Human nature is the tie that binds economic, social, and foreign policy (Part 1)

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“The facts of life are conservative.”  — Margaret Thatcher

To fight – or not to fight. Is the War in Afghanistan a necessary war or not? Barack Obama doesn’t seem to be sure. Was the Iraq War necessary? You’ll find people on both sides of the political divide with different answers.

One thing is certain – and our founders knew it – that mankind was – and is – problematic. And so too are the forces unleashed by the nations that man creates.

To over-generalize, the Father of our country – George Washington – preferred that we keep to ourselves as much as possible. He believed we should avoid “entangling alliances” (Thomas Jefferson’s words actually), beware of foreign influences, and follow a path of neutrality unless absolutely necessary.

In his farewell address, Washington laid out his case that basically America’s geographical detachment and distance from the squabbling old countries allowed us to “pursue a different course” from those that bordered potentially hostile neighbors:

“If we remain one people under an efficient government. the period is not far off when we may defy material injury from external annoyance…”

He was right – for his times. Two hundred years later, invention has made the world small. In his brilliant book “America Alone,” Mark Steyn wrote that “Everyone lives next door now.”

“Far too many American conservatives still think the dragons are at the far fringes of the map-that in the twenty-first century the United States can be a nineteenth-century republic untroubled by the world’s pathogens because of its sheer distance from them. But in an age of globalized proximity…the world is in the room with us.”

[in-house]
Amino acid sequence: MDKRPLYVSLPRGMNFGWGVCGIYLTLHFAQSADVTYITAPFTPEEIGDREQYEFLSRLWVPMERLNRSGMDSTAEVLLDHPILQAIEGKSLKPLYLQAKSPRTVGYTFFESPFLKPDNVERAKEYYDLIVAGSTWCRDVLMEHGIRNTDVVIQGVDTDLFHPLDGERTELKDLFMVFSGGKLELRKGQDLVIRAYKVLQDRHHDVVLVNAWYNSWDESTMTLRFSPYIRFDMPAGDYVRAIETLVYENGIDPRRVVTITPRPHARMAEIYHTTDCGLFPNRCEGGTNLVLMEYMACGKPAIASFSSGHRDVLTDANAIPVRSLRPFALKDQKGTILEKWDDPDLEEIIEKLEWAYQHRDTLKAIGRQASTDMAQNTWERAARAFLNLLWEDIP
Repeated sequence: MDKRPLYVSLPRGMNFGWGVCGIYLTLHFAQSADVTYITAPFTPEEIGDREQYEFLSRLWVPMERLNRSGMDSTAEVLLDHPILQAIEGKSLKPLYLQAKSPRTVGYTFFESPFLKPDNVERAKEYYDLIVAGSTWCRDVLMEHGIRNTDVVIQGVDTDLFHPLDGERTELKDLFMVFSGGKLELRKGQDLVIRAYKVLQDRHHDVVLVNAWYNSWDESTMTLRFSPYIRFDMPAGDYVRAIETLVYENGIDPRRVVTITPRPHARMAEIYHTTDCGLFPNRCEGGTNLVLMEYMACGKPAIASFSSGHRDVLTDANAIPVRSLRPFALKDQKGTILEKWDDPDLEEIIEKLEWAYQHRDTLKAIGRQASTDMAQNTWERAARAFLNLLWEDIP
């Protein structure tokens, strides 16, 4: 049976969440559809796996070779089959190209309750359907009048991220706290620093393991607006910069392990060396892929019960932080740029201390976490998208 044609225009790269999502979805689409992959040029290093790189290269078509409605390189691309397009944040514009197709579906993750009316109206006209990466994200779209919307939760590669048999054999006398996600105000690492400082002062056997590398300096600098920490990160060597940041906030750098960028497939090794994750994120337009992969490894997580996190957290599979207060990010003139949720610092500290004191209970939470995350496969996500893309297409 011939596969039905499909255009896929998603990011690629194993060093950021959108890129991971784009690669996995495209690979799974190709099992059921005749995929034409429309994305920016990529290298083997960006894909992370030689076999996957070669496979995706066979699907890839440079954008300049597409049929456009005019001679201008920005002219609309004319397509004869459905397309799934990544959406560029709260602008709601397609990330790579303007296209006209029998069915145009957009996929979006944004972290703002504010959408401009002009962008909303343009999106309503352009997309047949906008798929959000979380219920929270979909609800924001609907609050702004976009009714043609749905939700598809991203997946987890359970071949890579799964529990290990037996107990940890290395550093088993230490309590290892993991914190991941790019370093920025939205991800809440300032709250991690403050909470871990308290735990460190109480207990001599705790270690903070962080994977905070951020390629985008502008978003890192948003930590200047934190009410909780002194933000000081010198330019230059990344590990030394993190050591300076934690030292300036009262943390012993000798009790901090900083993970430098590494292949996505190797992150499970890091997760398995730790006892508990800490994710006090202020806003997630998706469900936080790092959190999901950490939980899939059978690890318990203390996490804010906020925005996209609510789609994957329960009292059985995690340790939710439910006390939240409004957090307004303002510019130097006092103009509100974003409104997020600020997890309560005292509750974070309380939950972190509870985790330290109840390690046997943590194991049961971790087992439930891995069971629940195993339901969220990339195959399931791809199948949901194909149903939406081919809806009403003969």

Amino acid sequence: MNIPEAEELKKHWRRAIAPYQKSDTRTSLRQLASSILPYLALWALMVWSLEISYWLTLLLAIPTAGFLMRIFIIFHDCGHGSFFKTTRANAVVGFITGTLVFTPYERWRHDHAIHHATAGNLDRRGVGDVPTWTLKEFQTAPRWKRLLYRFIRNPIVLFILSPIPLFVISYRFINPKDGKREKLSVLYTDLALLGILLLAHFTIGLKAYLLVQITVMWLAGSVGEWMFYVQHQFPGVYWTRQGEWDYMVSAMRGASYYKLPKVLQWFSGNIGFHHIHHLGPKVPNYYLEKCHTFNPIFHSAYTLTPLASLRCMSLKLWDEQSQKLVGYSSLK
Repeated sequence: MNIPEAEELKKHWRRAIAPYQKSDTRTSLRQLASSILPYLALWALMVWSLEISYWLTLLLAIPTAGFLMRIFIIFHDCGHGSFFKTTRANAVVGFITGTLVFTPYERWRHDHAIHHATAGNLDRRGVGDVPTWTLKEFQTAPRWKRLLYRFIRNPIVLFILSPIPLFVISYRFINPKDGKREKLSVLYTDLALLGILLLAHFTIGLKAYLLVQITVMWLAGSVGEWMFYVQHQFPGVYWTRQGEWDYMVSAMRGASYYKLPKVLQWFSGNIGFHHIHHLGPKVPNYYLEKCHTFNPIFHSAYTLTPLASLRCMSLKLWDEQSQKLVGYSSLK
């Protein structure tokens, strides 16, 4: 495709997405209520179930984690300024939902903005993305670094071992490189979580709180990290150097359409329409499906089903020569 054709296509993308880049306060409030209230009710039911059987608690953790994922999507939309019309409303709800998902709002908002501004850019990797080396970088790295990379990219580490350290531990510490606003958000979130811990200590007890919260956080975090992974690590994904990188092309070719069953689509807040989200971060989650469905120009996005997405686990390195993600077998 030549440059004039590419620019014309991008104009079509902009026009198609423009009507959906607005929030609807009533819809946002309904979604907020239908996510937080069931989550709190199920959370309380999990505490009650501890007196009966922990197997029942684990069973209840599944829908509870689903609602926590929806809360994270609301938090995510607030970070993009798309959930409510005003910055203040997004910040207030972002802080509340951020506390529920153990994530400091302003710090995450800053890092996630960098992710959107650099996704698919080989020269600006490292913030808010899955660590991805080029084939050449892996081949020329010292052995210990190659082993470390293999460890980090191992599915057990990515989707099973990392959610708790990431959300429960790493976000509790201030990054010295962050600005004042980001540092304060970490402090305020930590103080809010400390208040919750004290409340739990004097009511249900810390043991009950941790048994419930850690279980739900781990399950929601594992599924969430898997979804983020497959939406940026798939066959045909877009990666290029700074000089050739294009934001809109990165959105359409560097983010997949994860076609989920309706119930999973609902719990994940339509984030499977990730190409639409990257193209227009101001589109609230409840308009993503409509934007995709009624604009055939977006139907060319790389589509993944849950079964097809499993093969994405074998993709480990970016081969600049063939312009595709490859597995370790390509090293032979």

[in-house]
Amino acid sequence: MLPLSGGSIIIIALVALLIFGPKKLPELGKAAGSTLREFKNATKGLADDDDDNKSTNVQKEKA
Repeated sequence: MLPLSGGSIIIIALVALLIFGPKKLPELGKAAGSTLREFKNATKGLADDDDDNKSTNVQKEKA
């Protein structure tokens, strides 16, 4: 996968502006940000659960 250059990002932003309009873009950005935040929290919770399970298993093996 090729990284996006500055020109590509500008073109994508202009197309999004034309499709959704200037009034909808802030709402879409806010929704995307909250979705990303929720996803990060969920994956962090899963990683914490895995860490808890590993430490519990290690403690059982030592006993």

Can we still pursue a different course? It’s entirely understandable that many people want to hold the position that the rest of the world’s problems belong to the rest of the world – and we should leave well enough alone.

President George W. Bush had a different take:

“The survival of liberty in our land increasingly depends on the success of liberty in other lands.”

Mark Steyn agreed with him.

“I’m a little unnerved at the number of readers who seem to think the rest of the world can go hang but America will endure as a lonely candle of liberty in the new Dark Ages. Think that one through: a totalitarian China, a crumbling Russia, an insane Middle East, a disease-ridden Africa, a civil war-torn Eurabia-and a country that can’t even enforce its borders against two relatively benign states will somehow be able to hold the entire planet at bay? Dream on, ‘realists.'”

Does this mean we’re the world’s policeman and are supposed to play the role of nation-building globetrotters? No – but we had better realize that there are times when key regions will require our assistance if the good guys are to win. If the good guys don’t win, there won’t be any other policemen in an increasingly unruly world.

This country came into being in part because of the assistance of a foreign power – France. There are times when our interests will be threatened or negatively impacted without our direct involvement. There are times when we are going to have to export our values into regions that are going to be an “annoyance” (to use Washington’s word) if we don’t.

Up next: Part 2.

©2009 John Francis Biver

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